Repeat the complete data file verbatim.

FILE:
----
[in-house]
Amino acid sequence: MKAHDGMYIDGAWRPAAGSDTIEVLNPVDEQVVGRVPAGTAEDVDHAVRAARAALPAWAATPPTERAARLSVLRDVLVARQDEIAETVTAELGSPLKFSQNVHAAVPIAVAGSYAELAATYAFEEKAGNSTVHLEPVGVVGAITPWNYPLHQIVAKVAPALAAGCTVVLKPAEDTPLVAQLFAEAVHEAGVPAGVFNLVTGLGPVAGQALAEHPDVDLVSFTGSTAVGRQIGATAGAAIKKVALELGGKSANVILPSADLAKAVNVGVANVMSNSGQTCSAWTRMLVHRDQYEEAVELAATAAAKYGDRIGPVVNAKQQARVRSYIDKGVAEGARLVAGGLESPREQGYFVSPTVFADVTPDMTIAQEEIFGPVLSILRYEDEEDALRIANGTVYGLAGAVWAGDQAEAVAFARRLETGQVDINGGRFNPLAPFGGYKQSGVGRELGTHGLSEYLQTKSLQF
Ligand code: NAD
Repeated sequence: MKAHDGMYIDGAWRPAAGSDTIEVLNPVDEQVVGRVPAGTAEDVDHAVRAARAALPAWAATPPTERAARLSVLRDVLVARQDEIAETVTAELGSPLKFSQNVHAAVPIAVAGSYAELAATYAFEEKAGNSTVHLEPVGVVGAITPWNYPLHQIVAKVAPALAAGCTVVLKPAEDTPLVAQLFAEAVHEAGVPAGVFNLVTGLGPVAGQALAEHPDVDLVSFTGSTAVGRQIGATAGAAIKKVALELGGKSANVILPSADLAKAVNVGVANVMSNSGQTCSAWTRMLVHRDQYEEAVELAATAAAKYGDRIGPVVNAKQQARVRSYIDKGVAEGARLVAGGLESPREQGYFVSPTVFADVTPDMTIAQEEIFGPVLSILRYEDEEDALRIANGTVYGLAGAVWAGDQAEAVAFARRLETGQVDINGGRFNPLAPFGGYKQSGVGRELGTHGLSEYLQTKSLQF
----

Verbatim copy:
[in-house]
Amino acid sequence: MKAHDGMYIDGAWRPAAGSDTIEVLNPVDEQVVGRVPAGTAEDVDHAVRAARAALPAWAATPPTERAARLSVLRDVLVARQDEIAETVTAELGSPLKFSQNVHAAVPIAVAGSYAELAATYAFEEKAGNSTVHLEPVGVVGAITPWNYPLHQIVAKVAPALAAGCTVVLKPAEDTPLVAQLFAEAVHEAGVPAGVFNLVTGLGPVAGQALAEHPDVDLVSFTGSTAVGRQIGATAGAAIKKVALELGGKSANVILPSADLAKAVNVGVANVMSNSGQTCSAWTRMLVHRDQYEEAVELAATAAAKYGDRIGPVVNAKQQARVRSYIDKGVAEGARLVAGGLESPREQGYFVSPTVFADVTPDMTIAQEEIFGPVLSILRYEDEEDALRIANGTVYGLAGAVWAGDQAEAVAFARRLETGQVDINGGRFNPLAPFGGYKQSGVGRELGTHGLSEYLQTKSLQF
Ligand code: NAD
Repeated sequence: MKAHDGMYIDGAWRPAAGSDTIEVLNPVDEQVVGRVPAGTAEDVDHAVRAARAALPAWAATPPTERAARLSVLRDVLVARQDEIAETVTAELGSPLKFSQNVHAAVPIAVAGSYAELAATYAFEEKAGNSTVHLEPVGVVGAITPWNYPLHQIVAKVAPALAAGCTVVLKPAEDTPLVAQLFAEAVHEAGVPAGVFNLVTGLGPVAGQALAEHPDVDLVSFTGSTAVGRQIGATAGAAIKKVALELGGKSANVILPSADLAKAVNVGVANVMSNSGQTCSAWTRMLVHRDQYEEAVELAATAAAKYGDRIGPVVNAKQQARVRSYIDKGVAEGARLVAGGLESPREQGYFVSPTVFADVTPDMTIAQEEIFGPVLSILRYEDEEDALRIANGTVYGLAGAVWAGDQAEAVAFARRLETGQVDINGGRFNPLAPFGGYKQSGVGRELGTHGLSEYLQTKSLQF